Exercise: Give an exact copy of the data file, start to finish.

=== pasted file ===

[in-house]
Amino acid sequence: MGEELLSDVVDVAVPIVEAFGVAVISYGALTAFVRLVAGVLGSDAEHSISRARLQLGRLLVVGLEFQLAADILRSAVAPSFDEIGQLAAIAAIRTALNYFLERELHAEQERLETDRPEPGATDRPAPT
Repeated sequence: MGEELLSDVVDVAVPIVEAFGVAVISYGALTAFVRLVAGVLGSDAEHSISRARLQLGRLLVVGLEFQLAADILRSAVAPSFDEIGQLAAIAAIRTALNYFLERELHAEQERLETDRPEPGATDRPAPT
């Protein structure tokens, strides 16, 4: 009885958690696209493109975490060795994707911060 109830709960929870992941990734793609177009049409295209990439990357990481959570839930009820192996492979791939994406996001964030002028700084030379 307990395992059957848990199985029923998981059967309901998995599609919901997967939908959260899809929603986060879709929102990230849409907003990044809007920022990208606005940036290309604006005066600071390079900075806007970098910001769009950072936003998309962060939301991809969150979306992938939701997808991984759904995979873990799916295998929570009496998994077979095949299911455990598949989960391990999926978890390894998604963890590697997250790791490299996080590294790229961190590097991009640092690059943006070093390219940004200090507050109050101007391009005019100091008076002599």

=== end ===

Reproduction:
[in-house]
Amino acid sequence: MGEELLSDVVDVAVPIVEAFGVAVISYGALTAFVRLVAGVLGSDAEHSISRARLQLGRLLVVGLEFQLAADILRSAVAPSFDEIGQLAAIAAIRTALNYFLERELHAEQERLETDRPEPGATDRPAPT
Repeated sequence: MGEELLSDVVDVAVPIVEAFGVAVISYGALTAFVRLVAGVLGSDAEHSISRARLQLGRLLVVGLEFQLAADILRSAVAPSFDEIGQLAAIAAIRTALNYFLERELHAEQERLETDRPEPGATDRPAPT
């Protein structure tokens, strides 16, 4: 009885958690696209493109975490060795994707911060 109830709960929870992941990734793609177009049409295209990439990357990481959570839930009820192996492979791939994406996001964030002028700084030379 307990395992059957848990199985029923998981059967309901998995599609919901997967939908959260899809929603986060879709929102990230849409907003990044809007920022990208606005940036290309604006005066600071390079900075806007970098910001769009950072936003998309962060939301991809969150979306992938939701997808991984759904995979873990799916295998929570009496998994077979095949299911455990598949989960391990999926978890390894998604963890590697997250790791490299996080590294790229961190590097991009640092690059943006070093390219940004200090507050109050101007391009005019100091008076002599």